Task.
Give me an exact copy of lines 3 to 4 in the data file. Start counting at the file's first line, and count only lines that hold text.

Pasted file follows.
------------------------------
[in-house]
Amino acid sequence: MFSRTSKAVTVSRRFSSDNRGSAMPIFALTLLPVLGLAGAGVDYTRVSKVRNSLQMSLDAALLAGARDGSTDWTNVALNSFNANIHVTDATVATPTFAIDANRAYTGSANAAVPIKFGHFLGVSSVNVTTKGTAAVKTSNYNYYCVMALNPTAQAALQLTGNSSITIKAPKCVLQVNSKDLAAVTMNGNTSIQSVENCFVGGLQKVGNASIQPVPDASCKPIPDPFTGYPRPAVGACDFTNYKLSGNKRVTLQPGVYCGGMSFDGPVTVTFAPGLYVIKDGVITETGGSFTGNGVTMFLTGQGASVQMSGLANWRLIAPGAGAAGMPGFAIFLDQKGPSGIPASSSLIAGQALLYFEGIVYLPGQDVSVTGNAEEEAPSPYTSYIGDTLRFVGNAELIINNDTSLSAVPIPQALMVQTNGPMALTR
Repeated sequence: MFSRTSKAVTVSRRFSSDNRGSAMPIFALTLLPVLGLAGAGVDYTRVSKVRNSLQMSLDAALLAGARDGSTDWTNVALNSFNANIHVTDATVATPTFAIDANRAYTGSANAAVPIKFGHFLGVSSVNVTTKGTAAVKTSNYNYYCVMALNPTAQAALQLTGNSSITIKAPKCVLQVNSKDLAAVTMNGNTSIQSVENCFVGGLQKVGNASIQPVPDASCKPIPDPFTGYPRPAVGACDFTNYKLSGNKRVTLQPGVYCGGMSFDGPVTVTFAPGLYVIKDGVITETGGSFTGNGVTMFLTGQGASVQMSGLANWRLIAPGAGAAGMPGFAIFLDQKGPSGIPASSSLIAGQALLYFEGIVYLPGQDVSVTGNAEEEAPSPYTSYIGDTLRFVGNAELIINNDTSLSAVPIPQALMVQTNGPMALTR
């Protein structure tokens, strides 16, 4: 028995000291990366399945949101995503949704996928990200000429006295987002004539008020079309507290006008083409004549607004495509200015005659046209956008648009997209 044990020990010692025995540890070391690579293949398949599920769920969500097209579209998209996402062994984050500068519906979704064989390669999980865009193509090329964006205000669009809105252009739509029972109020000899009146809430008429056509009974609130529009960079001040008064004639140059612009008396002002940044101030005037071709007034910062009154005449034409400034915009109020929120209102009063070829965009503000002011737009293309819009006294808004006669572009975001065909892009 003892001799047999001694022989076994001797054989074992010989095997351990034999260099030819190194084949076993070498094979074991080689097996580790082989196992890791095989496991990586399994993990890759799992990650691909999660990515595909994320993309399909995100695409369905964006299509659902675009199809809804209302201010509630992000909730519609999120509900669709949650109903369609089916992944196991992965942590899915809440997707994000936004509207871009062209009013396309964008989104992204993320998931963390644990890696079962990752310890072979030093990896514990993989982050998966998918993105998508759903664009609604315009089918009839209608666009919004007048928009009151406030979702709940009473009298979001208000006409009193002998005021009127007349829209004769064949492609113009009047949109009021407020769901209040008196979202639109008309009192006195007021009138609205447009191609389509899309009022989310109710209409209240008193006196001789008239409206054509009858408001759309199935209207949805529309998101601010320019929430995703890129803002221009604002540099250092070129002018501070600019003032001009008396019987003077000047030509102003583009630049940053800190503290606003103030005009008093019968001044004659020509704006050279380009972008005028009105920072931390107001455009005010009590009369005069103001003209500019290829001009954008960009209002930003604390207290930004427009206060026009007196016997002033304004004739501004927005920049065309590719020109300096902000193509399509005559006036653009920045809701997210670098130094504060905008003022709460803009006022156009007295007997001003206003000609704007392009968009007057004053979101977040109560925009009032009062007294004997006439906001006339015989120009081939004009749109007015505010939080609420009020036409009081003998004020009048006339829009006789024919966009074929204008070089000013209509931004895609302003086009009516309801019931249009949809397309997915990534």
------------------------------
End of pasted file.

Repeated sequence: MFSRTSKAVTVSRRFSSDNRGSAMPIFALTLLPVLGLAGAGVDYTRVSKVRNSLQMSLDAALLAGARDGSTDWTNVALNSFNANIHVTDATVATPTFAIDANRAYTGSANAAVPIKFGHFLGVSSVNVTTKGTAAVKTSNYNYYCVMALNPTAQAALQLTGNSSITIKAPKCVLQVNSKDLAAVTMNGNTSIQSVENCFVGGLQKVGNASIQPVPDASCKPIPDPFTGYPRPAVGACDFTNYKLSGNKRVTLQPGVYCGGMSFDGPVTVTFAPGLYVIKDGVITETGGSFTGNGVTMFLTGQGASVQMSGLANWRLIAPGAGAAGMPGFAIFLDQKGPSGIPASSSLIAGQALLYFEGIVYLPGQDVSVTGNAEEEAPSPYTSYIGDTLRFVGNAELIINNDTSLSAVPIPQALMVQTNGPMALTR
């Protein structure tokens, strides 16, 4: 028995000291990366399945949101995503949704996928990200000429006295987002004539008020079309507290006008083409004549607004495509200015005659046209956008648009997209 044990020990010692025995540890070391690579293949398949599920769920969500097209579209998209996402062994984050500068519906979704064989390669999980865009193509090329964006205000669009809105252009739509029972109020000899009146809430008429056509009974609130529009960079001040008064004639140059612009008396002002940044101030005037071709007034910062009154005449034409400034915009109020929120209102009063070829965009503000002011737009293309819009006294808004006669572009975001065909892009 003892001799047999001694022989076994001797054989074992010989095997351990034999260099030819190194084949076993070498094979074991080689097996580790082989196992890791095989496991990586399994993990890759799992990650691909999660990515595909994320993309399909995100695409369905964006299509659902675009199809809804209302201010509630992000909730519609999120509900669709949650109903369609089916992944196991992965942590899915809440997707994000936004509207871009062209009013396309964008989104992204993320998931963390644990890696079962990752310890072979030093990896514990993989982050998966998918993105998508759903664009609604315009089918009839209608666009919004007048928009009151406030979702709940009473009298979001208000006409009193002998005021009127007349829209004769064949492609113009009047949109009021407020769901209040008196979202639109008309009192006195007021009138609205447009191609389509899309009022989310109710209409209240008193006196001789008239409206054509009858408001759309199935209207949805529309998101601010320019929430995703890129803002221009604002540099250092070129002018501070600019003032001009008396019987003077000047030509102003583009630049940053800190503290606003103030005009008093019968001044004659020509704006050279380009972008005028009105920072931390107001455009005010009590009369005069103001003209500019290829001009954008960009209002930003604390207290930004427009206060026009007196016997002033304004004739501004927005920049065309590719020109300096902000193509399509005559006036653009920045809701997210670098130094504060905008003022709460803009006022156009007295007997001003206003000609704007392009968009007057004053979101977040109560925009009032009062007294004997006439906001006339015989120009081939004009749109007015505010939080609420009020036409009081003998004020009048006339829009006789024919966009074929204008070089000013209509931004895609302003086009009516309801019931249009949809397309997915990534």